When I first picked up Rewiring Your Preaching: How the Brain Processes Sermons (InterVarsity Press), by Richard H. Cox, I was a drawn immediately to its title. In today's day and age, where virtually every scholarly endeavor attempts to pour its topic into the new wineskin of neuroscience, my concern was that this book would fall short of the title's claim. The premise that preaching is somehow fundamentally different from all other forms of oral communication is one that the majority of people might find curious. But it could certainly resonate with many people of faith. Could it be that there is something "sacred" about active preaching? Does the brain have a unique area or cortical region that helps it make sense of religious teaching? Is it possible that pastors could use the findings of neuroscience to somehow alter their preaching and, in doing so, get the people in the pews to grasp the theological truths they are trying to communicate?

The brain scientist in me instinctively pushed back, and I found myself approaching Cox's thesis with an element of doubt. As I read through the book, however, I gained an appreciation for what the author was trying to do, the integrative process he was engaged in, the limitations of the scientific claims being made, and the eagerness of publishers to take the brain angle.

The author is a well-known and highly regarded academic and clergyman. He brings a unique perspective to this material and a refreshing sensibility. At times the text is an awkward combination of medicine and psychology, and at other times an insightful fusion of neuroscience and theology. As a result I found myself being pushed and pulled through the different chapters.

In short, the book is a collection of 14 relatively short chapters, each with a few brief introductory comments, and an epilogue. The chapters address the kinds of issues that would interest most pastors and preachers. These include the manner in which the brain processes information, builds context, motivates for action, and develops new thinking and behavioral patterns. Cox also hits on many theological principles that are important to a proper and orthodox understanding of human nature and the human condition. Pain, healing, and the interaction between soul, mind, and body are dealt with in a fairly straightforward fashion suitable for an educated reader with limited knowledge of the biology of the brain. But even though the book covers a significant amount of theological ground, I imagine many pastors would like to see it go a bit deeper.

Is Preaching Unique?

This is the kind of book most pastors will pick up and devour. It provides a bit of scientific seasoning to the basic recipe they tend to follow for effective preaching.

As for scientific and scholarly rigor—how it brings neuroscience to bear on the topic of teaching and preaching—here where the book hits the target, but misses the bull's-eye. This is a good introduction to the impact that neurological functioning can have on the way that we think, learn, and develop. Much of the biological and neuroscientific information is presented fairly straightforwardly. In some spots it tends to stray a bit too far into speculation, and its packaged chapters don't build on each other as well as they could if more room were included for additional studies or further development of the theological principles.

To its credit, the book does a fair job of developing the scholarly arguments in a manner that is neither too complex, nor overly simplistic. Given the audience of non-scientific readers (who are not looking for advanced technical explanations), Cox does a commendable job of reinforcing much of what most pastors may find intuitive.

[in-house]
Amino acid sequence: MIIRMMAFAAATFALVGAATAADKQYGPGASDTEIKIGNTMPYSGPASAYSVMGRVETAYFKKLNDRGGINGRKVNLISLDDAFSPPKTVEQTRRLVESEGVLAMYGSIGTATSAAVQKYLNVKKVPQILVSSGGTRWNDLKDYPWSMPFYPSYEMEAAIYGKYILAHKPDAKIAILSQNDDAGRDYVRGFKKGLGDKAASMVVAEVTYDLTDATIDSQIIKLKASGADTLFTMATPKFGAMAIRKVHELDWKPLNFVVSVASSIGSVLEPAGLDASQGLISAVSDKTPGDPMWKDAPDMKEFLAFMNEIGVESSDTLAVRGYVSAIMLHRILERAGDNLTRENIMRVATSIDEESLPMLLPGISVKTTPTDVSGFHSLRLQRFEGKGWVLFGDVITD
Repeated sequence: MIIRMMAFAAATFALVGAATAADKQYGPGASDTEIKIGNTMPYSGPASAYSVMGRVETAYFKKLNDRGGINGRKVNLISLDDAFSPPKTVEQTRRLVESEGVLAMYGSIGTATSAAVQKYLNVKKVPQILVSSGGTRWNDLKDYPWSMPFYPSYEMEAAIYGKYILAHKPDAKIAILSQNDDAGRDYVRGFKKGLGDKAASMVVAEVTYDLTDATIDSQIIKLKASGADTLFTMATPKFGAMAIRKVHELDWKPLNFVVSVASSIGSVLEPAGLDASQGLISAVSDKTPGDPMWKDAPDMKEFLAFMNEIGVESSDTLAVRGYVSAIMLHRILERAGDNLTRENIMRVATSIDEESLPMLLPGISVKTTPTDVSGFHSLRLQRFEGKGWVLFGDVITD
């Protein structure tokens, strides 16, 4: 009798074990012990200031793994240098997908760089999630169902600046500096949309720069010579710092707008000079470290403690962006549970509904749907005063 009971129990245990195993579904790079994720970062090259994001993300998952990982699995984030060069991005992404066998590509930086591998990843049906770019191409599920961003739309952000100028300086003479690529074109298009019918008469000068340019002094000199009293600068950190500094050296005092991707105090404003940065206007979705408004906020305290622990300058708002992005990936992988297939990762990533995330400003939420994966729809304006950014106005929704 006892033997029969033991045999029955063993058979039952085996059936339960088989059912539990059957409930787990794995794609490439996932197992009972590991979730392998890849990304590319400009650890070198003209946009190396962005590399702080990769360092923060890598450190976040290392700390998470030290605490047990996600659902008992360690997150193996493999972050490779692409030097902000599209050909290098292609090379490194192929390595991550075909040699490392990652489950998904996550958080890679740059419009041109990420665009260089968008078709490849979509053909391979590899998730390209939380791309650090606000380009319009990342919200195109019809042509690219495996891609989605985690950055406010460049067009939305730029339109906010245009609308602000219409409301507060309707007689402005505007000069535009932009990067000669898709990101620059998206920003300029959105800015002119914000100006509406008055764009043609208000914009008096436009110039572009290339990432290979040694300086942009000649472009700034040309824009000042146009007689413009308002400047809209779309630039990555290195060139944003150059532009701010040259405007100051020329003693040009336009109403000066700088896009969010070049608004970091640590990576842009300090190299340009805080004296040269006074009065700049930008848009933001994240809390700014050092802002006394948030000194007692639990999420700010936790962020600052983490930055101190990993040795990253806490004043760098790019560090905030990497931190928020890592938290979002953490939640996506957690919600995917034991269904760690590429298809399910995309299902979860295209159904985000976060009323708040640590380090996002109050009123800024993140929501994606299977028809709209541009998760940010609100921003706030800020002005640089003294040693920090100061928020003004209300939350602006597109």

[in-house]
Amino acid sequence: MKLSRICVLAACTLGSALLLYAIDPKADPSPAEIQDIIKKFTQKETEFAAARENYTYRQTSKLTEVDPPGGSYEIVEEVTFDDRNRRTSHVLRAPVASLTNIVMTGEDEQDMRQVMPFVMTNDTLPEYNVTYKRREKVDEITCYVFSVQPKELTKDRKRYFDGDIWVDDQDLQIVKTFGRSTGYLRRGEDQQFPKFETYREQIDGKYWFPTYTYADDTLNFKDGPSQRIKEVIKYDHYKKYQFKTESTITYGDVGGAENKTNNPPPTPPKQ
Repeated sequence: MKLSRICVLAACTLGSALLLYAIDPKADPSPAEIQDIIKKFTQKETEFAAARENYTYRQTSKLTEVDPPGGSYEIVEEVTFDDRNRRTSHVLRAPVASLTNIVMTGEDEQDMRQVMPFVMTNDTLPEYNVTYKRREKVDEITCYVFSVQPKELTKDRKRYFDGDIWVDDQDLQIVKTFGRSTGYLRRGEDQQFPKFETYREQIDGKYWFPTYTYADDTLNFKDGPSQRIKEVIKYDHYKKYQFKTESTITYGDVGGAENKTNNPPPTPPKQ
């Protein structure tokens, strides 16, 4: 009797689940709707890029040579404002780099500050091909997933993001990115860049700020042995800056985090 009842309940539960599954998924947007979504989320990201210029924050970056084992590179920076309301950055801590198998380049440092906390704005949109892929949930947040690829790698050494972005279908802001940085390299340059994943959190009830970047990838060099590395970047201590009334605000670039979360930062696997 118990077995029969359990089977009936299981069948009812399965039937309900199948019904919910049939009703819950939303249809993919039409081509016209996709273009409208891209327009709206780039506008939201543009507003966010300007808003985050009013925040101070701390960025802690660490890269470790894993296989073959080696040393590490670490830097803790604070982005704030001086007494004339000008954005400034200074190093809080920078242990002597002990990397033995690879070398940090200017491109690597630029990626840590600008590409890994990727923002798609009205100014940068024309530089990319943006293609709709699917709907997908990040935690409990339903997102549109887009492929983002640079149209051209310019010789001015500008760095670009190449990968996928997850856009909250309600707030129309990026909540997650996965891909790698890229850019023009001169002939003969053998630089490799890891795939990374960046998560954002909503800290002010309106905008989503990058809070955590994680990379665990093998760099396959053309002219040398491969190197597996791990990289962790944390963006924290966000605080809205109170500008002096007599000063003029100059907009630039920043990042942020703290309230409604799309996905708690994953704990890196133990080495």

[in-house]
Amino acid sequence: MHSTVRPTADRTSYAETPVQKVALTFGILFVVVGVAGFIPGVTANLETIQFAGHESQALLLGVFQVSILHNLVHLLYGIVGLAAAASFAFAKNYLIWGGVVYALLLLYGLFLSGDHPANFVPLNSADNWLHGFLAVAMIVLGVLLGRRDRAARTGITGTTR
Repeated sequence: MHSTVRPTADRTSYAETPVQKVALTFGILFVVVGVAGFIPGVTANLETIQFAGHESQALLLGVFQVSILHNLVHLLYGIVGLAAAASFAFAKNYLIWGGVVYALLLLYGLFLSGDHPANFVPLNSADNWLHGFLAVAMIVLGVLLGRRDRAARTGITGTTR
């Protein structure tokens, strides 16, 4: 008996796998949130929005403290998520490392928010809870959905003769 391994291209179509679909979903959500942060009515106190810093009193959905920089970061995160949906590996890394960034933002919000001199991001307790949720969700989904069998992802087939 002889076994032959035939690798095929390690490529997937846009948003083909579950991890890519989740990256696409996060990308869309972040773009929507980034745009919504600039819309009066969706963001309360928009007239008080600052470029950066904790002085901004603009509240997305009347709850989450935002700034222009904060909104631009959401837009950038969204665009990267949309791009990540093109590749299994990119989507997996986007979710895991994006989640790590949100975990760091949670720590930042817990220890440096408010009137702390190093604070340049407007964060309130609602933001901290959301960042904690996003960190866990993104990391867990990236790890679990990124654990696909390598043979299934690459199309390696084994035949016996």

However, I found the book's central argument—that there is something unique about the exercise of preaching—less than convincing. Much of the same argument could apply to many things outside a spiritual or religious arena. Anything that has a high degree of emotional resonance or meaningfulness could act on the same brain circuits. One could swap out the pastor for a family figure (like a mother or father) and make the same kind of argument.

Of particular interest is a chapter dealing specifically with the unique manner in which theology is processed. Most chapters deal with the interconnection between positive psychology and religion, but Cox discuses the neurological impact of many common forms of religious processes and rituals (confession, forgiveness, baptism, laying on of hands, the Eucharist, foot washing, pastoral counseling, etc.). Unfortunately, the majority of these claims amount to speculation that could benefit from invoking the relevant scientific research.

Some chapters are unusually small (the chapter on how preaching affects a brain in pain is only four pages long), and greater reference could be made to research backing up the book's scientific claims. If you're looking for an advanced, technical description about what happens specifically in the brain when someone is preaching (as opposed to listening to a lecture, having a conversation with an old friend, or watching the nightly news), you won't find it here. What you will find is a book that is quite easy to read, makes some clever connections between science and theology, and is accessible to the majority of pastors and lay persons.

William Struthers is professor of psychology at Wheaton College and the author of Wired for Intimacy: How Pornography Hijacks the Male Brain (InterVarsity Press).

Rewiring Your Preaching: How the Brain Processes Sermons
Our Rating
4 Stars - Excellent
Book Title
Rewiring Your Preaching: How the Brain Processes Sermons
Release Date
December 6, 2012
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